Around this time of year, I always enjoy looking back over the past year to think about what I achieved photographically and consider what I want to try and accomplish over the coming year. I didn’t have a chance to pull this together before the end of 2015, but I figured there was no harm thinking about it in early January!
So what happened in 2015:
– On the whole, I feel my photographic output has improved from previous years. I’m happier with the quality of images that I’m sharing now compared to at this point last year, I just wish I could be creating more. Before starting to write this, I looked back at my review from last year I read how “months went by” without me getting out with the camera and it felt eerily familiar to portions of the last 12 months. I just can’t seem to dedicate the time I’d like to being out, making images and that is definitely something I want to address in 2016.
– I took part in #Connected2015, a photography exhibition hosted by the Nottingham Flickr Group at the Patchings Art Centre. There was a huge amount of imagery on show (both in print and digitally) and two excellent talks given by Mark Littlejohn and Lizzie Shepherd. The highlight of the day was getting the opportunity to talk to a number of other photographers who I either already follow via social media, or do so now.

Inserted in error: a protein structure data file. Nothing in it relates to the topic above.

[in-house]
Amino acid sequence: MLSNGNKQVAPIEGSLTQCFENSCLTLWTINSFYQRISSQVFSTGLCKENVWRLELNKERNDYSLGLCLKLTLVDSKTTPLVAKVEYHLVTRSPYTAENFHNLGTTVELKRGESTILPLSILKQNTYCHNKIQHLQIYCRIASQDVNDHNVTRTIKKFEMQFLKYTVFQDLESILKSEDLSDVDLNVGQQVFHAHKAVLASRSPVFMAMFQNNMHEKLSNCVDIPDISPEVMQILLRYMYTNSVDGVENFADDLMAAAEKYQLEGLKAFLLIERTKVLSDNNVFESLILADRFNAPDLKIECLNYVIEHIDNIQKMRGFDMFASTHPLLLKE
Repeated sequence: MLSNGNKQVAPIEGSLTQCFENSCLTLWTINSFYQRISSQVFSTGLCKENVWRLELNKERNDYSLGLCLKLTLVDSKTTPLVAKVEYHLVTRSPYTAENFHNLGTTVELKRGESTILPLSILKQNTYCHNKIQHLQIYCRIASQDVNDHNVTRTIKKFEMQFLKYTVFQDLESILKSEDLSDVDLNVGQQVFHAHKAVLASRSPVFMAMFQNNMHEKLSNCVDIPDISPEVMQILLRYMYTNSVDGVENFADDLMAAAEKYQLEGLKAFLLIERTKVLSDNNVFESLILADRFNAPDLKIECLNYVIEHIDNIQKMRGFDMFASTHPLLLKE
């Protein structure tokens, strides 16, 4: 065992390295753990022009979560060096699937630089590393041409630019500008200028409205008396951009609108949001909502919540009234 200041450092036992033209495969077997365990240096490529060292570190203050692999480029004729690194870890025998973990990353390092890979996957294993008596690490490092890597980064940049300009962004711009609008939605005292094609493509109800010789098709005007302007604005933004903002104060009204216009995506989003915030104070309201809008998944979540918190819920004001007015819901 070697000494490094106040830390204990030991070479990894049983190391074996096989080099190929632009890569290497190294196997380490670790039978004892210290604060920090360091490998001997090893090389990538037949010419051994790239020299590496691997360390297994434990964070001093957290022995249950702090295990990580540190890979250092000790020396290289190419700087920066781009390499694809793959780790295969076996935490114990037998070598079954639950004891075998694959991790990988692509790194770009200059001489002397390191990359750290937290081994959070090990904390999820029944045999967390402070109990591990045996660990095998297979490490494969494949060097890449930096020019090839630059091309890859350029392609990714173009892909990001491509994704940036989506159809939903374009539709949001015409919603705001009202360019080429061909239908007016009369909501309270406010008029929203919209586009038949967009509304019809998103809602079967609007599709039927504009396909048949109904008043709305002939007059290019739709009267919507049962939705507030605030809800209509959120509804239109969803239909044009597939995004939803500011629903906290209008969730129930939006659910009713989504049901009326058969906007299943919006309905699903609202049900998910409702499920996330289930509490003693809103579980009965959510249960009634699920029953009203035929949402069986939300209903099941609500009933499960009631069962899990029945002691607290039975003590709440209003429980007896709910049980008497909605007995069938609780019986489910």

– I seem to have inadvertently shifted away from shooting wildlife during 2015, to focus more on my landscape work. During the course of the year, I’ve become more frustrated with my wildlife photography. In early 2015 I spent many hours on the road and at previously-reliable locations trying to shoot wildlife and having zero luck. There were multiple trips when I’d spent over 12 hours outside of the house and not come back with a single usable image. I totally get that that can be part and parcel of wildlife photography, but coupled with less time to spend out with my camera and a sense of not being able to produce anything vaguely original when I do get the opportunity, I’ve started to drift away from wanting to shoot wildlife. Don’t get me wrong, I still love high quality, original wildlife photography, I’m just not sure I can offer much in that arena in most cases. Whether or not this will change in 2016 remains to be seen.